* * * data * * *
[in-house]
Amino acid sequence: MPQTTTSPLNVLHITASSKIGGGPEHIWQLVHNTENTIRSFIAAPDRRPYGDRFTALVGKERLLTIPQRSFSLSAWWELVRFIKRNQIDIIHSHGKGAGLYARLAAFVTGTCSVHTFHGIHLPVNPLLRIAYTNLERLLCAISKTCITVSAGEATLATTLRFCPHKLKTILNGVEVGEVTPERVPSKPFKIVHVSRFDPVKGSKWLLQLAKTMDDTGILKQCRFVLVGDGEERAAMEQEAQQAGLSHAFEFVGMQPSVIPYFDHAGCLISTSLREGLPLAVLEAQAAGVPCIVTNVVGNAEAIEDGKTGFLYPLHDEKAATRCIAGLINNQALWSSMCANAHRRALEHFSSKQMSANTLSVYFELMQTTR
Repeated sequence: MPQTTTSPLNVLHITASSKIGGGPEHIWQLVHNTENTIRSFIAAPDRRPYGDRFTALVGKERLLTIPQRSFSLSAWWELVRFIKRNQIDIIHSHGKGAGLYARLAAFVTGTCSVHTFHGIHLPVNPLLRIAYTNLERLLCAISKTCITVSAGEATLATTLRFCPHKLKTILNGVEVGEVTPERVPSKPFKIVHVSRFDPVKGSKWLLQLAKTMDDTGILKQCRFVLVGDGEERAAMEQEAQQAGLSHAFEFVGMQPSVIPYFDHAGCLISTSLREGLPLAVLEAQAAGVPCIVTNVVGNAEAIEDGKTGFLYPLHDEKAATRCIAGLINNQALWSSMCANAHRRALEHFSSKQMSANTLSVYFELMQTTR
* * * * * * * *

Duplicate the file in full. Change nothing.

[in-house]
Amino acid sequence: MPQTTTSPLNVLHITASSKIGGGPEHIWQLVHNTENTIRSFIAAPDRRPYGDRFTALVGKERLLTIPQRSFSLSAWWELVRFIKRNQIDIIHSHGKGAGLYARLAAFVTGTCSVHTFHGIHLPVNPLLRIAYTNLERLLCAISKTCITVSAGEATLATTLRFCPHKLKTILNGVEVGEVTPERVPSKPFKIVHVSRFDPVKGSKWLLQLAKTMDDTGILKQCRFVLVGDGEERAAMEQEAQQAGLSHAFEFVGMQPSVIPYFDHAGCLISTSLREGLPLAVLEAQAAGVPCIVTNVVGNAEAIEDGKTGFLYPLHDEKAATRCIAGLINNQALWSSMCANAHRRALEHFSSKQMSANTLSVYFELMQTTR
Repeated sequence: MPQTTTSPLNVLHITASSKIGGGPEHIWQLVHNTENTIRSFIAAPDRRPYGDRFTALVGKERLLTIPQRSFSLSAWWELVRFIKRNQIDIIHSHGKGAGLYARLAAFVTGTCSVHTFHGIHLPVNPLLRIAYTNLERLLCAISKTCITVSAGEATLATTLRFCPHKLKTILNGVEVGEVTPERVPSKPFKIVHVSRFDPVKGSKWLLQLAKTMDDTGILKQCRFVLVGDGEERAAMEQEAQQAGLSHAFEFVGMQPSVIPYFDHAGCLISTSLREGLPLAVLEAQAAGVPCIVTNVVGNAEAIEDGKTGFLYPLHDEKAATRCIAGLINNQALWSSMCANAHRRALEHFSSKQMSANTLSVYFELMQTTR